Washington, D.C.— Today, the House Small Business Committee, led by Chairwoman Nydia M. Velázquez (D-NY), held a remote hearing exploring the importance of immigrant-owned businesses to the American economy and their role in the recovery from the COVID-19 pandemic.
“If our economy is to recover, we need immigrant businesses operating at full strength. As was the case in the aftermath of the Great Recession, the businesses that suffered the most during COVID will play a significant role in our recovery,” said Chairwoman Velázquez. “As increased vaccinations diminish the severity of the public health crisis and return to normalcy, new businesses started by immigrants will drive local economic growth. Our witnesses today are a testament to what is possible when immigrant business owners receive adequate support.”
Immigrant entrepreneurs start businesses at a higher rate than the general population, accounting for 28 percent of Main Street business owners. These firms often serve as a force multiplier in their communities, buying local products for their business, creating local jobs, and ultimately making locations more attractive places to live. Despite the prominent role they’ve attained in the American economy, the pandemic has presented immigrant business owners with monumental setbacks. Between February and April, COVID closed over one million immigrant-owned businesses, dropping the active rate of immigrant business ownership by 36 percent.
The Small Business Administration (SBA) offers various programs geared toward helping immigrant entrepreneurs through resource partners like Small Business Development Centers, Women’s Business Centers, and the SCORE program. During the hearing, Members examined how current SBA offerings are serving immigrant business owners and actions Congress can take to ensure these firms are on the path to equitable recovery.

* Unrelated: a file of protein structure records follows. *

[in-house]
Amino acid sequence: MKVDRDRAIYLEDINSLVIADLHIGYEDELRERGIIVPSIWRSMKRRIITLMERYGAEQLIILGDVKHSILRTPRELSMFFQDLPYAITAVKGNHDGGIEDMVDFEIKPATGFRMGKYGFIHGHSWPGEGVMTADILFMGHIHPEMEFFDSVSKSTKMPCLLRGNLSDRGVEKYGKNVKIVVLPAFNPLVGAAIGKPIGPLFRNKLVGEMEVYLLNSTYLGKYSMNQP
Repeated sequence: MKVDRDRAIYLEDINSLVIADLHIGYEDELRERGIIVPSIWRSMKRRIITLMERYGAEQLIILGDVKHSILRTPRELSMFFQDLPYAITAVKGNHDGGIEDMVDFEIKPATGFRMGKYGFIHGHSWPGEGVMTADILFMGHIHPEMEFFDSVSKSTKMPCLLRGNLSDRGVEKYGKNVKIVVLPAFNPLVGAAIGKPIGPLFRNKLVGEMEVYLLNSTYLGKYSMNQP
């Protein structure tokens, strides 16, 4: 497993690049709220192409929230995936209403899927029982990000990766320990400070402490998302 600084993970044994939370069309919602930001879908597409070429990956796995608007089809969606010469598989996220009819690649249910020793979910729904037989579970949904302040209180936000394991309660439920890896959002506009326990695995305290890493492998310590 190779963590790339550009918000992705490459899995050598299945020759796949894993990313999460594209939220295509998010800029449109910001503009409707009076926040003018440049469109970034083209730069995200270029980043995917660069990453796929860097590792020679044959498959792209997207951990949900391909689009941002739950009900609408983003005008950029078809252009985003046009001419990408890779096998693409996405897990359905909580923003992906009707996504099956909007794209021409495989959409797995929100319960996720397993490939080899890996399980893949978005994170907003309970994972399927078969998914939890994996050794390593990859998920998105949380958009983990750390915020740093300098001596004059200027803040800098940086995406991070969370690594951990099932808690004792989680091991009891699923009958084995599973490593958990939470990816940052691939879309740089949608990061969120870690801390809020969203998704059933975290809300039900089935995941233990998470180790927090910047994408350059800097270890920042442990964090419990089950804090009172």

“Immigrants faced extraordinary challenges over this past year. They were more exposed to COVID than the population overall, and immigrants got sick and died in disproportionate numbers,” said David Dyssegaard Kallick, Director of the Fiscal Policy Institute’s Immigration Research Initiative. “The Paycheck Protection Program, PPP, was the most important support for small businesses in the pandemic recession, but it well known that people of color and immigrants were far less likely to benefit from the PPP loans. Industries and geographic areas where immigrants are prevalent are very often the same as those that were hardest hit by the pandemic recession.”
“From child care, to restaurants, to the internet of things, the immigrant entrepreneur and small business owner is critical to current and future of our small business ecosystem,” said Daniel Fitzgerald, Acting Regional Director, San Diego & Imperial SBDC Network. “As our economy comes back from the Covid-19 pandemic, the passion, hard work, and creativity of our immigrant communities can and will play a critical part to helping our recovery to be inclusive and be even better.”
“I am thankful to the House of Representatives and committee members as you continue to highlight the gift of immigration and the impact of immigrant-owned business innovation in our country, particularly as we continue recovering from the COVID-19 pandemic,” said Jaja Chen, Co-Owner of Waco Cha, LLC in Waco, TX. “Our lives in America are enriched and our economy is stronger when we celebrate the diverse and rich perspectives, stories, and strengths of immigrants.”